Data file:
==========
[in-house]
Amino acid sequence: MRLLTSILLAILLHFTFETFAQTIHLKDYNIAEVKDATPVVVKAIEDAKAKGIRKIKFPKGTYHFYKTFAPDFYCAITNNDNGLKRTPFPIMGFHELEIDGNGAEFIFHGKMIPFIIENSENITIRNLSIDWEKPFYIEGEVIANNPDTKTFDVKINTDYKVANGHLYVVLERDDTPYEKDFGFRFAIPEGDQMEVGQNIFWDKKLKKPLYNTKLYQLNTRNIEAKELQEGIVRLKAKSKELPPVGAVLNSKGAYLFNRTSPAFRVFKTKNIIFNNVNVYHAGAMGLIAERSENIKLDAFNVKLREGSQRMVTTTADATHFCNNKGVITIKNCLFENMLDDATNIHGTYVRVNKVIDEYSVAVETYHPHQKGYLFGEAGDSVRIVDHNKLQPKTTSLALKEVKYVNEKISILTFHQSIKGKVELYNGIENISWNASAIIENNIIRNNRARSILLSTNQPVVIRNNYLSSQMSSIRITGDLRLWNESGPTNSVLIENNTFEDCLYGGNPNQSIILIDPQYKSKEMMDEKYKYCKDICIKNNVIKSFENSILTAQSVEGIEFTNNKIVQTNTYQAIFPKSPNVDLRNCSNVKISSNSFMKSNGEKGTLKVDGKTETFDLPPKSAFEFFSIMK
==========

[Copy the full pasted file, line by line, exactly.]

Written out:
[in-house]
Amino acid sequence: MRLLTSILLAILLHFTFETFAQTIHLKDYNIAEVKDATPVVVKAIEDAKAKGIRKIKFPKGTYHFYKTFAPDFYCAITNNDNGLKRTPFPIMGFHELEIDGNGAEFIFHGKMIPFIIENSENITIRNLSIDWEKPFYIEGEVIANNPDTKTFDVKINTDYKVANGHLYVVLERDDTPYEKDFGFRFAIPEGDQMEVGQNIFWDKKLKKPLYNTKLYQLNTRNIEAKELQEGIVRLKAKSKELPPVGAVLNSKGAYLFNRTSPAFRVFKTKNIIFNNVNVYHAGAMGLIAERSENIKLDAFNVKLREGSQRMVTTTADATHFCNNKGVITIKNCLFENMLDDATNIHGTYVRVNKVIDEYSVAVETYHPHQKGYLFGEAGDSVRIVDHNKLQPKTTSLALKEVKYVNEKISILTFHQSIKGKVELYNGIENISWNASAIIENNIIRNNRARSILLSTNQPVVIRNNYLSSQMSSIRITGDLRLWNESGPTNSVLIENNTFEDCLYGGNPNQSIILIDPQYKSKEMMDEKYKYCKDICIKNNVIKSFENSILTAQSVEGIEFTNNKIVQTNTYQAIFPKSPNVDLRNCSNVKISSNSFMKSNGEKGTLKVDGKTETFDLPPKSAFEFFSIMK